Benetton's Response to the Increasing Global Competition

Benetton's Response to the Increasing Global Competition

Valentina Vallisi (University of Bologna, Italy) and Alessandra Vecchi (London College of Fashion, UK & University of Bologna, Italy)
DOI: 10.4018/978-1-5225-0110-7.ch029
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Abstract

The chapter is focused on the initiatives Benetton has implemented in order to keep up with competitors in the context of the apparel industry from 1990s until nowadays. The most remarkable transformations in Benetton's strategy are the shift from an Italian network of suppliers to a global one and the series of initiatives put into practice to align with fast fashion principles, such as the implementation of a dual supply chain and the transition from a franchising strategy to directly owned megastores. With regards to fast fashion, a comparison with Zara is presented. The aim of the chapter is to provide a complete view of Benetton's evolution, showing its responses to the changes in the apparel industry, in particular in the context of fast fashion.
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Introduction

Many companies in the fashion industry have a network organization because this allows them to be flexible and responsive, and to take advantage of the experience and capabilities of their external suppliers (Chesbrough & Teece, 2002). At the same time, outsourcing the majority of productive activities forces companies to put into practice initiatives aimed at aligning processes that see the active involvement of many actors both upstream and downstream along the supply chain (Christopher et al, 2004). Since every firm tries to maximize its own best interests, this alignment is a hard task to accomplish. However, the development of relationships based on collaboration and the involvement of suppliers in process design are amongst the initiatives that a company can implement to pursue such alignment in its supply chain (Lee, 2004).

Many companies have come to the realization that outsourcing, even when alignment takes place, can increase their dependence on suppliers to an unacceptable degree and therefore that activities providing competitive advantage should be performed internally (Chesbrough & Teece, 2002). Moreover, large firms can obtain cost advantages from economies of scale when they decide to perform certain activities internally (Christopher et al, 2004). Within this context, vertical integration can provide many advantages to large firms operating in the fashion industry. Activities characterized by high added value such as design and R&D should be performed in-house in order to maintain tight control over the sources of competitive advantage (Camuffo et al, 2001a). Similarly, other activities such as dyeing, cutting, labelling and packaging allow companies to increase efficiency when carried out internally (Christopher et al, 2004). Finally, vertical downstream integration provides companies with up-to-date information about customers’ tastes and allows them to increase their market responsiveness. These initiatives have determined the success of several fast fashion companies such as Zara and Benetton. Concerning the latter, which is the main focus of this chapter, it is interesting to highlight that over time the Italian company has showed remarkable adaptability in this respect. The company has radically changed its configuration as a network organization, both upstream and downstream, in order to perform some activities internally, thereby increasing control over them and thus improving its competitiveness (Camuffo et al, 2001a). This is particularly evident if we consider the company’s shift from franchising to directly owned megastores in its retail strategy. Adaptable companies are able to change the configuration of their supply chain to better adapt to market changes (Lee, 2004). As fast fashion became the dominant paradigm in the ready-to-wear market over the last decade, Benetton showed its ability to be particularly adaptable by transforming its supply chain in order to better satisfy customers’ needs and to stay competitive.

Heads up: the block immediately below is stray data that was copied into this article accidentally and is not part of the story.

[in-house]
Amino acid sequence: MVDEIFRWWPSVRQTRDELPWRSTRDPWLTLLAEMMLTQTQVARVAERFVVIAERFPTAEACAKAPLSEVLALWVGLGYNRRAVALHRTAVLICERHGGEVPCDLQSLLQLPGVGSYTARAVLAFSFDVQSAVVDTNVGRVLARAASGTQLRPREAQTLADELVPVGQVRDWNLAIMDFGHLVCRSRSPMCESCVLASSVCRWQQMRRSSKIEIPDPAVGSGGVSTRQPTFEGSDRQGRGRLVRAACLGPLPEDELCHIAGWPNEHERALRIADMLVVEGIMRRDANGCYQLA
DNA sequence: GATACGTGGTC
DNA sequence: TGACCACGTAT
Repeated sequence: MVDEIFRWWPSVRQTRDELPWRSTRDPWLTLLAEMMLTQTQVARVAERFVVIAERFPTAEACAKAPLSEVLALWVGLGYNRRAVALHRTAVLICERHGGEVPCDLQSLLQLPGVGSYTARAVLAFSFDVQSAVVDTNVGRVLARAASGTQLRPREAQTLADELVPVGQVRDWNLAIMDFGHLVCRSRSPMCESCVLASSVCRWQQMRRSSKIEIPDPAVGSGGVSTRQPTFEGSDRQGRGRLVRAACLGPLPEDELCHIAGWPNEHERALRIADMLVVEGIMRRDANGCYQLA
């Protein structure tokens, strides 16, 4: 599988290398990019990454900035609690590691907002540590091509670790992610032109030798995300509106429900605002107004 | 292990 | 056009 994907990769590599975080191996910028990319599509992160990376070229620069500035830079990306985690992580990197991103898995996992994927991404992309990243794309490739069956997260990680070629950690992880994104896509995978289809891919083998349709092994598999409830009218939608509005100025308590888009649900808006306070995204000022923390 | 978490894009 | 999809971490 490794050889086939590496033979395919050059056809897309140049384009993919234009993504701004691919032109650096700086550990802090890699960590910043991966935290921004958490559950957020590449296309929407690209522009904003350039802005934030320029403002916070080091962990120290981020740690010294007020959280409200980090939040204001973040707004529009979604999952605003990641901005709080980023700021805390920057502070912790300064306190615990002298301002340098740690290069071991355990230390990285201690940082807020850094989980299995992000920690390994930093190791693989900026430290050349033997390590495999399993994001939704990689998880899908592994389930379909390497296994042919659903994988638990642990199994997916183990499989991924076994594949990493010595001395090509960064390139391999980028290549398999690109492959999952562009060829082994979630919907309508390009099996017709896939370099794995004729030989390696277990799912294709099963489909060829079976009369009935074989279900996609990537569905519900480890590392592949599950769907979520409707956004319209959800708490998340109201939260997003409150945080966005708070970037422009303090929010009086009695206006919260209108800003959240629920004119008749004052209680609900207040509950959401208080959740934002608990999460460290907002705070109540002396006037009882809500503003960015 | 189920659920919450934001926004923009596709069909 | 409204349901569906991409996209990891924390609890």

The current fashion trend in the ready-to-wear market requires companies to be able to produce trendy products but at a relatively low cost. The need to keep prices, and therefore costs, relatively low is forcing firms to take full advantage of the benefits that globalization entails. For example, many companies increasingly outsource activities to Asian or Eastern European suppliers or they relocate production abroad by means of offshoring in order to fully reap the benefits stemming from the relatively lower cost of labor in those locations (Camuffo et al, 2001b). This strategy is particularly appropriate for the ready-to-wear industry, as many products can be produced very easily even in countries where qualified workforce might be scarce. However, spreading the production on a global basis can reduce firms’ flexibility, decrease the quality of the final products and expose famous companies to situations that are detrimental to their reputation (Christopher et al, 2004). Despite these possible problems, many companies operating in the fashion industry manufacture their items abroad, since cost advantages for simple products, like clothes, tend to outweigh the risks and uncertainties of production abroad.

The phenomena of networking, integration and globalization characterize the fashion industry in general and this chapter will show how they are linked to Benetton’s evolution.

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